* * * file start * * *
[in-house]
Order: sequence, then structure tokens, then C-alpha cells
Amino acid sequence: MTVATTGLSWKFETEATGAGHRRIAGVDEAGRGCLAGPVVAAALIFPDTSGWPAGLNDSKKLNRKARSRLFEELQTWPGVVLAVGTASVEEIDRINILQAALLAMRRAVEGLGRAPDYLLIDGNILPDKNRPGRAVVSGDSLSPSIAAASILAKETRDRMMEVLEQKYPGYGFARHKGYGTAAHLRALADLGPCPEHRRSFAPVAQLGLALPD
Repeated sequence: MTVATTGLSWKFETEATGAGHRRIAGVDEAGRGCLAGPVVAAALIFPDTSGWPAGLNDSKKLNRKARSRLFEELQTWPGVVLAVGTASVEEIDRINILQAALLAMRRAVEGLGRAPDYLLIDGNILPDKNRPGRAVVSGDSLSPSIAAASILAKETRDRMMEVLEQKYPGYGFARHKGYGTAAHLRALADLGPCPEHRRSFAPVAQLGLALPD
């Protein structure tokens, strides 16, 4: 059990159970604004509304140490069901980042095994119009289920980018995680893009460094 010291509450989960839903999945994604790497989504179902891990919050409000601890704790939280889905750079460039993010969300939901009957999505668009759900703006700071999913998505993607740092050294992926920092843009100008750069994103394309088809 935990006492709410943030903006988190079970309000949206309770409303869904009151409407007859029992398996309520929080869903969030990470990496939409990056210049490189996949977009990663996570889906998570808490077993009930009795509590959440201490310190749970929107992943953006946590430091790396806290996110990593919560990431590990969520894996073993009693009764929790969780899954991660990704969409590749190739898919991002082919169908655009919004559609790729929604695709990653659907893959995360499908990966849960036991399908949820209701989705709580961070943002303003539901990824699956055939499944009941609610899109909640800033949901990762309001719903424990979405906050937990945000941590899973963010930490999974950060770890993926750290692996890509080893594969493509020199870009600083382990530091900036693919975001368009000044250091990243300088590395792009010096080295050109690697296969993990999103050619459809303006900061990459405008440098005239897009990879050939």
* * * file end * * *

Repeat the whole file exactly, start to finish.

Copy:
[in-house]
Order: sequence, then structure tokens, then C-alpha cells
Amino acid sequence: MTVATTGLSWKFETEATGAGHRRIAGVDEAGRGCLAGPVVAAALIFPDTSGWPAGLNDSKKLNRKARSRLFEELQTWPGVVLAVGTASVEEIDRINILQAALLAMRRAVEGLGRAPDYLLIDGNILPDKNRPGRAVVSGDSLSPSIAAASILAKETRDRMMEVLEQKYPGYGFARHKGYGTAAHLRALADLGPCPEHRRSFAPVAQLGLALPD
Repeated sequence: MTVATTGLSWKFETEATGAGHRRIAGVDEAGRGCLAGPVVAAALIFPDTSGWPAGLNDSKKLNRKARSRLFEELQTWPGVVLAVGTASVEEIDRINILQAALLAMRRAVEGLGRAPDYLLIDGNILPDKNRPGRAVVSGDSLSPSIAAASILAKETRDRMMEVLEQKYPGYGFARHKGYGTAAHLRALADLGPCPEHRRSFAPVAQLGLALPD
């Protein structure tokens, strides 16, 4: 059990159970604004509304140490069901980042095994119009289920980018995680893009460094 010291509450989960839903999945994604790497989504179902891990919050409000601890704790939280889905750079460039993010969300939901009957999505668009759900703006700071999913998505993607740092050294992926920092843009100008750069994103394309088809 935990006492709410943030903006988190079970309000949206309770409303869904009151409407007859029992398996309520929080869903969030990470990496939409990056210049490189996949977009990663996570889906998570808490077993009930009795509590959440201490310190749970929107992943953006946590430091790396806290996110990593919560990431590990969520894996073993009693009764929790969780899954991660990704969409590749190739898919991002082919169908655009919004559609790729929604695709990653659907893959995360499908990966849960036991399908949820209701989705709580961070943002303003539901990824699956055939499944009941609610899109909640800033949901990762309001719903424990979405906050937990945000941590899973963010930490999974950060770890993926750290692996890509080893594969493509020199870009600083382990530091900036693919975001368009000044250091990243300088590395792009010096080295050109690697296969993990999103050619459809303006900061990459405008440098005239897009990879050939």